|Title||Fluxes of CH4 and N2O in aspen stands grown under ambient and twice-ambient CO2|
|Publication Type||Journal Article|
|Year of Publication||1999|
|Authors||Ambus P., Robertson G.P|
|Journal||Plant and Soil|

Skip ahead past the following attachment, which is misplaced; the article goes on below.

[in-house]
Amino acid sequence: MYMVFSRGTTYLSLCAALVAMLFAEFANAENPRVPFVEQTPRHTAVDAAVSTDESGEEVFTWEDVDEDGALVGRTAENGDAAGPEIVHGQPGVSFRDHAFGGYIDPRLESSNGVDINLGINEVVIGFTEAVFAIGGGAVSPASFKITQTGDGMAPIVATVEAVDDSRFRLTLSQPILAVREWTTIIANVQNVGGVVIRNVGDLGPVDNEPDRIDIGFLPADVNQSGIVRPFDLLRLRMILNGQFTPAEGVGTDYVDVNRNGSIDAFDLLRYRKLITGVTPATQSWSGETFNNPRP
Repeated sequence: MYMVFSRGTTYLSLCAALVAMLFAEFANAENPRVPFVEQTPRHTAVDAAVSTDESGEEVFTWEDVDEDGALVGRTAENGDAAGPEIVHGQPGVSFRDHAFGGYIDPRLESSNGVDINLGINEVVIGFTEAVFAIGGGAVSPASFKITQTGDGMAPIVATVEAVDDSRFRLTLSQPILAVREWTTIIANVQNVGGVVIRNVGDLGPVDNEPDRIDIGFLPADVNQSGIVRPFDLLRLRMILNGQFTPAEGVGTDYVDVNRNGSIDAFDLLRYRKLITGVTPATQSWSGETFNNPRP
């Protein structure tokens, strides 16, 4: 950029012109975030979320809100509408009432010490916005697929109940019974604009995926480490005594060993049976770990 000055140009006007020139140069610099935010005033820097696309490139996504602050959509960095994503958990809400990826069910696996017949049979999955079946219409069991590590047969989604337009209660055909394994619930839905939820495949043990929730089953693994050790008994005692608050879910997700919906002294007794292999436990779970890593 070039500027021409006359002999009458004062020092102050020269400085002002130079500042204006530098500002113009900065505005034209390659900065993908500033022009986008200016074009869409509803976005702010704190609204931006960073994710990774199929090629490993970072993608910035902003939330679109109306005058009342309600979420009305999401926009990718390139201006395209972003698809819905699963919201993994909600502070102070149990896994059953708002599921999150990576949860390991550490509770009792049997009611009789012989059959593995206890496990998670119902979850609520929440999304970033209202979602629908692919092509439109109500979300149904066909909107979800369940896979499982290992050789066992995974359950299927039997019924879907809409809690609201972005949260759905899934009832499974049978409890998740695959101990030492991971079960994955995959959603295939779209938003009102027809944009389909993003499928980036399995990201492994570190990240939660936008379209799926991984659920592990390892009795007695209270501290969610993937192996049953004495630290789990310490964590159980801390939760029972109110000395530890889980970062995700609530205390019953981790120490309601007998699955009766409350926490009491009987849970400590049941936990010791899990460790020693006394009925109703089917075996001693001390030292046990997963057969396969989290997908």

Elevated atmospheric CO2 has the potential to change below-ground nutrient cycling and thereby alter the soil-atmosphere exchange of biogenic trace gases. We measured fluxes of CH4 and N2O in trembling aspen (Populus tremuloides Michx.) stands grown in open-top chambers under ambient and twice-ambient CO2 concentrations crossed with 'high' and low soil-N conditions. Flux measurements with small static chambers indicated net CH4 oxidation in the open-top chambers. Across dates, CH4 oxidation activity was signficantly (P<0.05) greater with ambient CO2 (8.7 ug CH4-C/m/h) than with elevated CO2 (6.5 ug CH4-C/m/h) in the low N soil. Likewise, across dates and soil N treatments CH4 was oxidized more rapidly (P<0.05) in chambers with ambient CO2 (9.5 ug CH4-C/m/h) than in chambers with elevated CO2 (8.8 ug CH4-C/m/h). Methane oxidation in soils incubated in serum bottles did not show any response to the CO2 treatment. We suggest that the depressed CH4 oxidation under elevated CO2 in the field chambers is due to soil moisture which tended to be higher in the twice-ambient CO2 treatment than in the ambient CO2 treatment. Phase I denitrification (denitrification enzyme activity) was 12-26% greater under elevated CO2 than under ambient CO2 in the 'high' N soil; one sampling, however, showed a 39% lower enzyme activity with elevated CO2. In both soil N treatments, denitrification potentials measured after 24 or 48 h were between 11% and 21% greater (P < 0.05) with twice-ambient CO2 than with ambient CO2. Fluxes of N2O in the open-top chambers and in separate 44 cm2 cores +- N fertilization were not affected by CO2 treatment and soil N status. Our data show that elevated atmospheric CO2 may have a negative effect on terrestrial CH4 oxidation. The data also indicated temporary greater denitrification with elevated CO2 than with ambient CO2. In contrast, we found no evidence for altered fluxes of N2O in response to increases in atmospheric CO2.